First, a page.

Investor Sentiment: Happy Thanksgiving!

By: Guy Lerner | Sun, Nov 22, 2009
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In holiday shortened week, there won't be much to glean from market action in the coming week.

Over the past couple of months, Monday's have been kind to the bulls. Wednesday will be light as traders ready for Turkey Day on Thursday. Friday is another snooze fest that seems to go to the bulls --why spoil a great American holiday?

Will this week be another repeat of the last two where the best gains are on Monday and then the market struggled all week long? It seems plausible. Stock sponsorship (i.e., volume) has been pathetic, and I can't see that improving this week either.

Over the longer term or beyond next week we say what we said last week:

"The major equity indices are in a topping process. This implies a trading range at best. There is risk of a down draft as markets "fueled" by the proverbial "liquidity" are prone to quick sell offs. The outlier trade is a market blow off or a spike in prices, and I do not rule this possibility out because of the ongoing downtrend in the Dollar Index. It is possible but it is not the high odds play. This is not the market environment that will take you from here to there."

Have a Happy Thanksgiving!

The "Dumb Money" indicator, which is shown in figure 1, looks for extremes in the data from 4 different groups of investors who historically have been wrong on the market: 1) Investor Intelligence; 2) Market Vane; 3) American Association of Individual Investors; and 4) the put call ratio. The "Dumb Money" indicator shows that investors are extremely bullish.

Figure 1. "Dumb Money" Indicator/ weekly

The "Smart Money" indicator is shown in figure 2. The "smart money" indicator is a composite of the following data: 1) public to specialist short ratio; 2) specialist short to total short ratio; 3) SP100 option traders. The Smart Money indicator is neutral.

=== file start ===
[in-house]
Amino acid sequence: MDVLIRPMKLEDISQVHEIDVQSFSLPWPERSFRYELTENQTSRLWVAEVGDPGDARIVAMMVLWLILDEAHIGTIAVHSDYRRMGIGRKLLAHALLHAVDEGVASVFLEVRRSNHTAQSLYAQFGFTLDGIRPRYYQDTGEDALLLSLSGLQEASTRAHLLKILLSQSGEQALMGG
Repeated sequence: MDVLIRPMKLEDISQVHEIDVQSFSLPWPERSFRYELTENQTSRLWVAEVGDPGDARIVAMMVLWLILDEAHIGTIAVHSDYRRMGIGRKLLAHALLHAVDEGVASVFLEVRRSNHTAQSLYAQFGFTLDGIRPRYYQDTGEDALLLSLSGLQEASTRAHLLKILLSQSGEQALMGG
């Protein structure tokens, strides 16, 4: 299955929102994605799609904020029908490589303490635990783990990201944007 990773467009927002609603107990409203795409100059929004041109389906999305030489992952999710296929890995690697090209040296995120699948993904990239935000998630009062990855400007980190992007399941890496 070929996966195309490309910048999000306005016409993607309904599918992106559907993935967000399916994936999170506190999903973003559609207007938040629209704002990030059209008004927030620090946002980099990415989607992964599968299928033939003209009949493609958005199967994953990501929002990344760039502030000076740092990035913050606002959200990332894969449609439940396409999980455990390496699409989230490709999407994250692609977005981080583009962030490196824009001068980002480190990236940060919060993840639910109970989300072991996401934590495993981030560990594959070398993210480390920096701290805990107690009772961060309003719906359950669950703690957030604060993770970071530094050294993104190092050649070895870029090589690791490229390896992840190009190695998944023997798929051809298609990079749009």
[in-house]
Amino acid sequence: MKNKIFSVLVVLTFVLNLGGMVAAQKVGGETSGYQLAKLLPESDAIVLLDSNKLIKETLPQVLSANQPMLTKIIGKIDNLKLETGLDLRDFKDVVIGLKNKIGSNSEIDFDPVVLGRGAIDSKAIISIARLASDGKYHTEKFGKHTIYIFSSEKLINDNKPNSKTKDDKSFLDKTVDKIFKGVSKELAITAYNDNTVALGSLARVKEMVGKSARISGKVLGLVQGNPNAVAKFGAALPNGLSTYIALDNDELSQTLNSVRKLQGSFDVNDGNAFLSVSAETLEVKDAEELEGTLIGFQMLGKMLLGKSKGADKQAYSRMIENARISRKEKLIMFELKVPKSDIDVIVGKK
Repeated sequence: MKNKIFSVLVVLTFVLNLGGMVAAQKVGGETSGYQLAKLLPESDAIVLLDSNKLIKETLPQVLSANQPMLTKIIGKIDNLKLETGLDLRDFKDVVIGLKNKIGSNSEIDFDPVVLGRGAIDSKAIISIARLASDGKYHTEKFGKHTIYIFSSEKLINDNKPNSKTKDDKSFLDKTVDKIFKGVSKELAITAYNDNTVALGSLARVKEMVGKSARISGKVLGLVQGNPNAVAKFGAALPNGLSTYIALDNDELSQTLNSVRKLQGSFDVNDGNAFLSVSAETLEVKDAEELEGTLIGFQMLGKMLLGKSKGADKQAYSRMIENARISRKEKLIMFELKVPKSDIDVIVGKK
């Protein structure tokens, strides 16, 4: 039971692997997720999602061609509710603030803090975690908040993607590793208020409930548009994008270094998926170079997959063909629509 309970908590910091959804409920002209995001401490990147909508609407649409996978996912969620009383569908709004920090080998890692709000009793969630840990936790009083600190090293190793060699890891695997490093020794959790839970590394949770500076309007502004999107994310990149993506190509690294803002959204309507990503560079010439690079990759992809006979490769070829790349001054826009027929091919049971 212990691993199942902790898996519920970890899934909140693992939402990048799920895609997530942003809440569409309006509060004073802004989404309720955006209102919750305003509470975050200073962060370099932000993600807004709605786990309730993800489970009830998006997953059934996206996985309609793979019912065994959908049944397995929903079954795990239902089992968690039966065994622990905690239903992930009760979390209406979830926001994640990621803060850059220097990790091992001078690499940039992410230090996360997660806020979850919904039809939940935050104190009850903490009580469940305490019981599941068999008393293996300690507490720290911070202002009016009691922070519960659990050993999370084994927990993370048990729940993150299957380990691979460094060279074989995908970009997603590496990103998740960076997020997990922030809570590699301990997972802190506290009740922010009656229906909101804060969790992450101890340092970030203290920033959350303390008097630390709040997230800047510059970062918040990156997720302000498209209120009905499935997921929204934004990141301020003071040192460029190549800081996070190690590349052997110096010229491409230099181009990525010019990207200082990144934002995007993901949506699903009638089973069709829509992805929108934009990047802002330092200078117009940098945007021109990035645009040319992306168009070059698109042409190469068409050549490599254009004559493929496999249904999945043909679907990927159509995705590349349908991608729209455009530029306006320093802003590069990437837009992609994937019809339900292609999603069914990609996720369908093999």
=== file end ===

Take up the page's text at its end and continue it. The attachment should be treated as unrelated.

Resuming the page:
Figure 2. "Smart Money" Indicator/ weekly

Figure 3 is a weekly chart of the S&P500 with the InsiderScore "entire market" value in the lower panel. From the InsiderScore weekly report we get the following three insights: 1) after stripping out the buying in the financial sector from Regional Bank insiders, the "entire market" score was the second worst weekly score since June, 2007; 2) Technology and Basic Material were the driving forces of negative sentiment; 3) insider buying in the Regional Bank sector has been noteworthy and we highlighted this in the article: "The New World Of Investing".

Figure 3. InsiderScore Entire Market/ weekly

Figure 4 is a daily chart of the S&P500 with the amount of assets in the Rydex Money Market Fund in the lower panel. When the money market fund is flush with cash, one can assume that the Rydex timers (like market participants in general) are fearful of market losses. From a contrarian perspective, these are good buying opportunities. When the amount of assets are low (like now), these market timers are all in; one should be on the lookout for market tops. There is little buying power left. As of Friday's close, assets in the money market fund remain very near their lowest levels since the rally began in March, 2009.

Figure 4. Rydex Money Market/ daily

 


 

Guy Lerner

Author: Guy Lerner

Guy M. Lerner
http://thetechnicaltakedotcom.blogspot.com/

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